Legislators push to end tax on feminine hygiene products

A woman stocks sanitary towels in Caracas on February 2, 2015. The shortage of food and different products in Venezuela has worsened in 2015, and diapers are some of the most valued goods, for which people queue since daybreak when there is a rumor they are arriving to a certain store. AFP PHOTO/FEDERICO PARRA (Photo credit should read FEDERICO PARRA/AFP/Getty Images)

Flint, Michigan (WNEM) — There’s a new push across the country to end taxes on necessary feminine hygiene products, such as tampons and pads.

The products are categorized as luxury items even though women have no choice but to buy them.

Legislation working its way through several state legislatures and Congress could change that.

“Their EBT cards don’t cover items such as this. They don’t cover shampoo and personal needs items so we give out these to the community on a weekly basis,” said Cindy Johns, director of community engagement at Carriage Town.

Every Friday, homeless and low income families in Flint can go shopping at Cara’s Closet. It is part of Carriage Town Ministry’s shelter.

Feminine hygiene products are something people don’t always associated with homeless needs, but for many women part of shopping at the closet includes getting pads and tampons.

“There definitely is a need. We’re often asked about it, if we have more and then we just try to be as generous as we can with it,” Johns said.

Since feminine hygiene products are not option for women, legislators in Michigan and other states said it’s time to get rid of the tax.

A New York congresswoman is the first politician to focus on feminine hygiene on the national level. Locally, several Democrats in the state legislature have a bill on the table to repeal Michigan’s tax on feminine products.

At Carriage Town, workers take the time to place feminine products on beds before women arrive at the shelter.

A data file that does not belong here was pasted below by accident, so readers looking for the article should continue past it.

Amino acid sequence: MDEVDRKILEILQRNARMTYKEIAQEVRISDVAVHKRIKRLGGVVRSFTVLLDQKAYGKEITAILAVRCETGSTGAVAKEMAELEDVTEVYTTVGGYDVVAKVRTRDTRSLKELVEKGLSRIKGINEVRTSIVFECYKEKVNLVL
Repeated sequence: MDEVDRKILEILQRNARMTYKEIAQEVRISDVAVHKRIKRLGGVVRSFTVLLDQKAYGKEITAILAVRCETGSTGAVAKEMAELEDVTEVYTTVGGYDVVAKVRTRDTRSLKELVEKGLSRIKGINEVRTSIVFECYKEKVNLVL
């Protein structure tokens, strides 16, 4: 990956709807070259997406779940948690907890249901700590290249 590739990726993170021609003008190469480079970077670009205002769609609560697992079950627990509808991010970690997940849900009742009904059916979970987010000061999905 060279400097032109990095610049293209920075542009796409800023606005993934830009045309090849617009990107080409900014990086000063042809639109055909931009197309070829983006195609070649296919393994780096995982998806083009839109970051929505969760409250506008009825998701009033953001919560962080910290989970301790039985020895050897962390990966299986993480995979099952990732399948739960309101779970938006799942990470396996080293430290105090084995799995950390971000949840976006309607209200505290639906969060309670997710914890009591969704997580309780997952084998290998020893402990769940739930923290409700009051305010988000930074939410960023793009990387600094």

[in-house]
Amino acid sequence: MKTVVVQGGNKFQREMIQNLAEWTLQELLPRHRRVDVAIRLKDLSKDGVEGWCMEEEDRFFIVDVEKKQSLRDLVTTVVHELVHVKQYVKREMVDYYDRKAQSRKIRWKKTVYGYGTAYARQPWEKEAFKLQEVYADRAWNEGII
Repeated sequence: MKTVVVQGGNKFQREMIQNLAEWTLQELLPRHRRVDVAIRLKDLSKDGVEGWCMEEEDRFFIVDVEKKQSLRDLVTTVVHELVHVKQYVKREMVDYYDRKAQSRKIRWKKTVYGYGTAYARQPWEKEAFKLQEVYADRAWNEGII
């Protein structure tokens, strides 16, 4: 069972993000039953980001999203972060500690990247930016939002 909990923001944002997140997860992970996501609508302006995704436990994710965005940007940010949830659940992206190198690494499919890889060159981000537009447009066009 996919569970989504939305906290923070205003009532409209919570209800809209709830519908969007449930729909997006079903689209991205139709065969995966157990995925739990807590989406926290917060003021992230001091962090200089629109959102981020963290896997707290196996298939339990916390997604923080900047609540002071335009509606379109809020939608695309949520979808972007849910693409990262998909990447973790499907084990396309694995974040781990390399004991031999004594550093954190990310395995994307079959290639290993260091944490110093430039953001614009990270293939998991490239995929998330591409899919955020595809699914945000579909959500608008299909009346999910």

“It’s just kind of embarrassing to have to ask for feminine needs. So we have them and we make them available for the residents,” said Trina Carswell, director of the family center.

When it comes to donations at the shelter, feminine products can sometimes be an afterthought which is part of the reason some lawmakers said they should be more affordable.

“We have women, we have young women, teenagers even that are in need of those items,” Carswell said.

State Rep. Brian Elder (D-Bay City) said other items are already exempt from sales and use tax.

“Cold medicine, food, things that we feel is important that people, if they need them, they don’t have to pay an extra tax on them. For whatever reason, feminine hygiene products are not on that list,” Elder said.

Elder recognizes he’ll need support from his Republican colleagues across the aisle in order to move the bill he co-introduced this year to repeal the tax.

“I’ve had very good conversations with some of my friends in the majority caucus. Some of them have actually teased me because they think it’s odd a male would actually bring forward the bill. I don’t think that’s odd at all. I happen to be a married man and when my wife purchases these products she does it from a join account,” Elder said.